The portrait presented here was excavated by Petrie in 1888, and entered the collection of Henry Martyn Kennard (1833–1911). Kennard, from a wealthy Welsh iron-producing family, was a noted benefactor of archaeology, and he not only helped finance Petrie’s Hawara expedition, but even worked himself on the dig. Kennard donated extensively to the several museums, including the Ashmolean and British Museum. His private collection was auctioned at Sotheby’s London in 1912, including the present portrait, which was eventually acquired by Zurich textile magnate and respected collector of antiquities Dr Arnold Ruesch (1882–1929). Two other portraits from the same auction are today in the Royal Ontario Museum, Toronto. After Dr Ruesch’s collection was in turn auctioned at Galerie Fischer in Luzern in 1936, the present portrait entered the collection of Dr Julius Maeder of Saint Gallen, in whose family it has remained ever since.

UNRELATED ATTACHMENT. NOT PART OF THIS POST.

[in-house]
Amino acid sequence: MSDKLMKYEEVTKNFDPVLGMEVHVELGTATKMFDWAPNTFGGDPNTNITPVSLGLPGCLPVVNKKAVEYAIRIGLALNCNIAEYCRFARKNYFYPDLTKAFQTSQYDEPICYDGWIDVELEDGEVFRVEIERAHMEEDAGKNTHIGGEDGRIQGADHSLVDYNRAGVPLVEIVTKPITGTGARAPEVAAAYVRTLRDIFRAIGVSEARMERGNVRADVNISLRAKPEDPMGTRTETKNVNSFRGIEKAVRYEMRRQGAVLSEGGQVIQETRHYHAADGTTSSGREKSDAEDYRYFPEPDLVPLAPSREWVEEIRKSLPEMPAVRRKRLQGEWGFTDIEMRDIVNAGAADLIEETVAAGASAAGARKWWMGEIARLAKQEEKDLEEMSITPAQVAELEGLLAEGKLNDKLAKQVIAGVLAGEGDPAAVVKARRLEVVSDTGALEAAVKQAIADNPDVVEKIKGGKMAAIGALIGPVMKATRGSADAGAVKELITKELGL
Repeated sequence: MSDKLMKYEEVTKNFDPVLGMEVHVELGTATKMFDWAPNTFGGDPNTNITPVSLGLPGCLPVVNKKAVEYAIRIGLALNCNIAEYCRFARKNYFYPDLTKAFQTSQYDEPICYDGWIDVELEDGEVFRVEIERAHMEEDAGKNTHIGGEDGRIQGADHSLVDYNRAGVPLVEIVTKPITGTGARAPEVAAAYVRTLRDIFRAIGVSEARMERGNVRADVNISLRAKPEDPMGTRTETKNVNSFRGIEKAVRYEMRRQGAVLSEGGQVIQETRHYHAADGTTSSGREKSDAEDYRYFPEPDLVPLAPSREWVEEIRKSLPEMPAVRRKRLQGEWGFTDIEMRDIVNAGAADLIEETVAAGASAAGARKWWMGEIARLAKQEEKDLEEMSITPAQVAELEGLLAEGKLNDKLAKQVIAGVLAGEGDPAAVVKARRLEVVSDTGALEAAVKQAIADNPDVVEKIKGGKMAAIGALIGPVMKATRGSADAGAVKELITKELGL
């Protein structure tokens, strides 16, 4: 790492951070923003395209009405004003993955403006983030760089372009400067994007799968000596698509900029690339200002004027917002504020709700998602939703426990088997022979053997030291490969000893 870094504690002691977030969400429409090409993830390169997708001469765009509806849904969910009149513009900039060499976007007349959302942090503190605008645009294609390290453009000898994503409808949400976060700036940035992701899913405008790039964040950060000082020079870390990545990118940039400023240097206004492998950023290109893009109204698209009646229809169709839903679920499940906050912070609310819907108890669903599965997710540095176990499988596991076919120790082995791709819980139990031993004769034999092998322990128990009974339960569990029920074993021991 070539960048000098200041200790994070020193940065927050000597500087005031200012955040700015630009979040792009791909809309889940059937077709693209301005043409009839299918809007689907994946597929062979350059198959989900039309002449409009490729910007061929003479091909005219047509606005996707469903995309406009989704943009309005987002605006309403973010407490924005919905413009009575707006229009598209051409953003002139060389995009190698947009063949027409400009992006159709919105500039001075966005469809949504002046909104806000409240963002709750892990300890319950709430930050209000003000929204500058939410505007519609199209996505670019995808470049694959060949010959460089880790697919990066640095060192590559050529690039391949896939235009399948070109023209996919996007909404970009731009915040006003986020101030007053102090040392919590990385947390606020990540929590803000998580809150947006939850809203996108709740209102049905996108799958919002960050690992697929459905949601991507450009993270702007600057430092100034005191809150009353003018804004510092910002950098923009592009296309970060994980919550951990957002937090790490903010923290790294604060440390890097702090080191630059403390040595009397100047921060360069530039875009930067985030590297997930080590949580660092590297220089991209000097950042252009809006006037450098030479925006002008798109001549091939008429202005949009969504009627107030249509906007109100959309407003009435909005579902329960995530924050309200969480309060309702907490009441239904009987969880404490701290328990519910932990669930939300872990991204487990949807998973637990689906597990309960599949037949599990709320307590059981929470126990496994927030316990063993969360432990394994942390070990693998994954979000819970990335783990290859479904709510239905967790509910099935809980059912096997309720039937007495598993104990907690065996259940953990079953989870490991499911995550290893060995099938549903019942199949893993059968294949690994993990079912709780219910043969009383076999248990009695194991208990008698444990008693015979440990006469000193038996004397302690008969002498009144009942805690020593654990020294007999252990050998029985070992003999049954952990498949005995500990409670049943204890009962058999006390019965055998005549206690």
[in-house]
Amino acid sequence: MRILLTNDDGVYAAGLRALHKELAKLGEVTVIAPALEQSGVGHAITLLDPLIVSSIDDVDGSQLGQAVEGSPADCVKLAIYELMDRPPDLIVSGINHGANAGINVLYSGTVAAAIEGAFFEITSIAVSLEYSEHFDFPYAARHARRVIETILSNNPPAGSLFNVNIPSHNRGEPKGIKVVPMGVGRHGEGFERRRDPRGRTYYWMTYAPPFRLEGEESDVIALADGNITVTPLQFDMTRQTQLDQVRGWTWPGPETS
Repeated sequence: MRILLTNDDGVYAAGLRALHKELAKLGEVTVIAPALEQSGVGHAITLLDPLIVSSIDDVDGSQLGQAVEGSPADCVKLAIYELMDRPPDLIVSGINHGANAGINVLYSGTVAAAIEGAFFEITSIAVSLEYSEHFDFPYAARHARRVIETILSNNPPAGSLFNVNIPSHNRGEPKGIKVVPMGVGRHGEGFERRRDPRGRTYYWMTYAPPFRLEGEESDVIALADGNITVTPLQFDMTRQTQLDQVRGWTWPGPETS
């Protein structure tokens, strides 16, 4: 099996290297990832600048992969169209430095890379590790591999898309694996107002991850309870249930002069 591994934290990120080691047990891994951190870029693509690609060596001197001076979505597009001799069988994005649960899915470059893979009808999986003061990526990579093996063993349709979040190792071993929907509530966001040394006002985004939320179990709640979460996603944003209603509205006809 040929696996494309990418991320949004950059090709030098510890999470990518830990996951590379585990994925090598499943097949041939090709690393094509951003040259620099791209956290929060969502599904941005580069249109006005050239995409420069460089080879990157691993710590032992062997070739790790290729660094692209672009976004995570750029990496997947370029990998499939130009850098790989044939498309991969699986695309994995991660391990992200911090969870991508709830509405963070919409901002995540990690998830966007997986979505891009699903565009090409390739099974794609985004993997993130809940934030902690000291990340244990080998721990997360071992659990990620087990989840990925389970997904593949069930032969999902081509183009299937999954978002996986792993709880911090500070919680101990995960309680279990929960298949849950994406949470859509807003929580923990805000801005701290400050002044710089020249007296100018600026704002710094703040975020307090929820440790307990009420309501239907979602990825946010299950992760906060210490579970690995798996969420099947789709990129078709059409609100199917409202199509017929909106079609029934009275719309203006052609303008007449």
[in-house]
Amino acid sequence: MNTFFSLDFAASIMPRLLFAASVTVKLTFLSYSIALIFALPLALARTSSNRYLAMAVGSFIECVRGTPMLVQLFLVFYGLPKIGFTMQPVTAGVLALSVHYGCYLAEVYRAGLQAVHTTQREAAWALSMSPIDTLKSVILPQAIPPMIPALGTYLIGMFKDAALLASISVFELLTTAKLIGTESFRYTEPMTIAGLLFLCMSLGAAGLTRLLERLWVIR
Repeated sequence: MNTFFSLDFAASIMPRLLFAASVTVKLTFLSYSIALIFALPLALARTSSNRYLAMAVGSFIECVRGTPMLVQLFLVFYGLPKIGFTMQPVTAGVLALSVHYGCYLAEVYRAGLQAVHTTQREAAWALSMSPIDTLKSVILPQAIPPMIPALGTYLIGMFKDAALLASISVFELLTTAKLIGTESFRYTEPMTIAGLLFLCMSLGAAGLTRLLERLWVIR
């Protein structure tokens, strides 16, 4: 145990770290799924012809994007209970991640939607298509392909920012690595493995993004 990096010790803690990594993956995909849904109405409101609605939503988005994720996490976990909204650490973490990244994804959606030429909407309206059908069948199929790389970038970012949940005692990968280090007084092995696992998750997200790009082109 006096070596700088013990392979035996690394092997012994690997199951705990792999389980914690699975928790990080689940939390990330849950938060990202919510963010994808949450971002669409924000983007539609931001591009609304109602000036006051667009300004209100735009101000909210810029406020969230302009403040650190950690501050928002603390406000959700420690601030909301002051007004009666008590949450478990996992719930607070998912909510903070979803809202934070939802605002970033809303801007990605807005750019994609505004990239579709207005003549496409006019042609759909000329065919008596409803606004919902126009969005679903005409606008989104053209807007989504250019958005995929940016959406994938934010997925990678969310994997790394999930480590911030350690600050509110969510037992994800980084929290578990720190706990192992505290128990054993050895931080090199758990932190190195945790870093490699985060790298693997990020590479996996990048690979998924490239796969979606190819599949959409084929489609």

The 21 September auction provides a unique opportunity to acquire a fully documented piece of history, and a fascinating work of portraiture.

You can consult all of the catalogues from our upcoming auctions here:


The division of mummy portraits into ten equally spaced, horizontal bands
Left: Portrait of a Young Man, 193–235 CE
Right: Portrait of a Woman, 90–110 CE.
© Ashmolean Museum of Art and Archaeology, University of Oxford
Source: Jevon Thistlewood, Olivia Dill, Marc S. Walton, Andrew Shortland, A Study of the Relative Locations of Facial Features within Mummy Portraits, in: Marie Svoboda, and Caroline R. Cartwright, editors, Mummy Portraits of Roman Egypt: Emerging Research from the APPEAR Project, J. Paul Getty Museum, 2020.

Mummy portrait of a young woman, ca. 100 CE
© Royal Ontario Museum, Toronto